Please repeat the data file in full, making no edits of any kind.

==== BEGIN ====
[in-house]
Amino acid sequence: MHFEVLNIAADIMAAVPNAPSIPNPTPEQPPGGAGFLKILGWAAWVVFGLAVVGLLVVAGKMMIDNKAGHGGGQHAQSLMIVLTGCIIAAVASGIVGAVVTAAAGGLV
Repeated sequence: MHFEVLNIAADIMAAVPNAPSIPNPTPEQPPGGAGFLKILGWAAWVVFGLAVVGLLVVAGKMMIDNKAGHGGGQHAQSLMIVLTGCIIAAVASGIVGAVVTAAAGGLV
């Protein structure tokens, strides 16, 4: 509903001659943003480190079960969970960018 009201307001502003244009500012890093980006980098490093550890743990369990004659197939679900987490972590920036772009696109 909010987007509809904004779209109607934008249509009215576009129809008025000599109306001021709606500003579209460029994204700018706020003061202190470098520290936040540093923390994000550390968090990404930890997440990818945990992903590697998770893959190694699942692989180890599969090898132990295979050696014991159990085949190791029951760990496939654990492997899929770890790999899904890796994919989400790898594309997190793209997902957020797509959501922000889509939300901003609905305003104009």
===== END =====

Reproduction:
[in-house]
Amino acid sequence: MHFEVLNIAADIMAAVPNAPSIPNPTPEQPPGGAGFLKILGWAAWVVFGLAVVGLLVVAGKMMIDNKAGHGGGQHAQSLMIVLTGCIIAAVASGIVGAVVTAAAGGLV
Repeated sequence: MHFEVLNIAADIMAAVPNAPSIPNPTPEQPPGGAGFLKILGWAAWVVFGLAVVGLLVVAGKMMIDNKAGHGGGQHAQSLMIVLTGCIIAAVASGIVGAVVTAAAGGLV
């Protein structure tokens, strides 16, 4: 509903001659943003480190079960969970960018 009201307001502003244009500012890093980006980098490093550890743990369990004659197939679900987490972590920036772009696109 909010987007509809904004779209109607934008249509009215576009129809008025000599109306001021709606500003579209460029994204700018706020003061202190470098520290936040540093923390994000550390968090990404930890997440990818945990992903590697998770893959190694699942692989180890599969090898132990295979050696014991159990085949190791029951760990496939654990492997899929770890790999899904890796994919989400790898594309997190793209997902957020797509959501922000889509939300901003609905305003104009």